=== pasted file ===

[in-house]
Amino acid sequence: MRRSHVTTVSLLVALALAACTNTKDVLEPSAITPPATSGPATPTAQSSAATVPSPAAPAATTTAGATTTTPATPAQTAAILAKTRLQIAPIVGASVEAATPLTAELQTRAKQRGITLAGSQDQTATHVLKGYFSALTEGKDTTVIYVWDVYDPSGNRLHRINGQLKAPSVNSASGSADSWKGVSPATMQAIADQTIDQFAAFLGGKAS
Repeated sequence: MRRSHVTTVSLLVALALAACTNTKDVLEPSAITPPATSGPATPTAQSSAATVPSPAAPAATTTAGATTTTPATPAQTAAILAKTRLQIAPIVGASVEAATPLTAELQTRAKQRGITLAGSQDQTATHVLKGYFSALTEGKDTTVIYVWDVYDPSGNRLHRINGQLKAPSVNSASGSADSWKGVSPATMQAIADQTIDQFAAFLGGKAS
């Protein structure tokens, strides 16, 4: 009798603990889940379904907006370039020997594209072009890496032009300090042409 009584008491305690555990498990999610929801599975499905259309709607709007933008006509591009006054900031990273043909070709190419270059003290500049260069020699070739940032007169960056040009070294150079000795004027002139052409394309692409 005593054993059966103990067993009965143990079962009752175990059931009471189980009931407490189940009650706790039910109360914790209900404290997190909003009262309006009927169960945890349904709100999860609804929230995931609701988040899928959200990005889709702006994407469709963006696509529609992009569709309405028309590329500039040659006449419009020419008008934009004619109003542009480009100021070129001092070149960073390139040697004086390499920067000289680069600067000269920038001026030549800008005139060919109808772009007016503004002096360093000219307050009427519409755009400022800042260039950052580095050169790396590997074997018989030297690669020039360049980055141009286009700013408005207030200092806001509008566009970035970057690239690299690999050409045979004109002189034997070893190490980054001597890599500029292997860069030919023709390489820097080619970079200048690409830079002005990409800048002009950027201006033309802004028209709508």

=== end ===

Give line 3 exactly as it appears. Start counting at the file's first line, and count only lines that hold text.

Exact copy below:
Repeated sequence: MRRSHVTTVSLLVALALAACTNTKDVLEPSAITPPATSGPATPTAQSSAATVPSPAAPAATTTAGATTTTPATPAQTAAILAKTRLQIAPIVGASVEAATPLTAELQTRAKQRGITLAGSQDQTATHVLKGYFSALTEGKDTTVIYVWDVYDPSGNRLHRINGQLKAPSVNSASGSADSWKGVSPATMQAIADQTIDQFAAFLGGKAS